12. Most epoxies add strength to a joint when the epoxy-joint layer is minimized. Epoxy, in and of itself, doesn’t carry strength. Its the cross-linking nature of the epoxy establishing bonds between the materials forming the joint. Long spans (think gaps) between the articles forming the joint creates a weak bond- the epoxy is making longer bonds to the materials to be joined. A thin gap is best. JB Weld has small metallic materials in suspension, so some gap filling will work with this original formulation.

    As others have said, surface preparation is critical to a strong joint. Wear nytril gloves to keep finger oils off the work pieces (and keep solvents / impurities off your hands). My preference is to use a solvent like acetone to degrease/remove contaminants from the joining surfaces. Whatever material (rag, prep pad, etc.) you use to apply the acetone should be low-fuzz or no-fuzz. If fuzz is embeded in the joint, it will weaken the joint. Wipe in one direction, one time with a portion of the rag or wipe, then ideally use a new rag or wipe for the next pass. That way one does not recontaminate the surface. Note any streaks that remain on the surfaces to be joined after the acetone has evaporated and make a second pass across the surface with a fresh wipe or rag. Repeat until the surface is clean. Give the surfaces about five or ten minutes to fully evaporate the acetone, then prepare the epoxy by manufacturers instructions (mix the epoxy parts in the exact ratios indicated in the instructions to ensure the strongest bond possible- too much hardener and the joint will be weakend, too much resin and the epoxy will weaken because there’s not enough hardener) and apply the thinnest possible thickness to both surfaces to be joined. press the two surfaces together and clamp them in proper orientation until the joint has fully set up. I wait until the epoxy is fully cured- as the manufacturer states.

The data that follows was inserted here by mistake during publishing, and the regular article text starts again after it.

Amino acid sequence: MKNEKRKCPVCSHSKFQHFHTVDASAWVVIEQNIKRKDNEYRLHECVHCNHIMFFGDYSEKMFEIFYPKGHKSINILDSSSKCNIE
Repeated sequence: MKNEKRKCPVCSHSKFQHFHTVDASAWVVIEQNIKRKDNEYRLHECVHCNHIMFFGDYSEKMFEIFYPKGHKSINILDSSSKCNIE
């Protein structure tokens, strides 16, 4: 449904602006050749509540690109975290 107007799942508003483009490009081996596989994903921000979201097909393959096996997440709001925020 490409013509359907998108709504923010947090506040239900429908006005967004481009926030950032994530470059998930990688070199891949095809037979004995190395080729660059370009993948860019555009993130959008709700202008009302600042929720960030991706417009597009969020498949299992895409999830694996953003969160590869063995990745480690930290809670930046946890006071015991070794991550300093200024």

One of my favorite epoxies for airframe work is aeropoxy.

  13. Thank you for your work, you answered the exact questions I was asking myself and as a physicist, I appreciate your methods of testing. Excellent, thank you, you saved me many hours of testing.

Leave a Reply

Please be kind and respectful to help make the comments section excellent. (Comment Policy)

This site uses Akismet to reduce spam. Learn how your comment data is processed.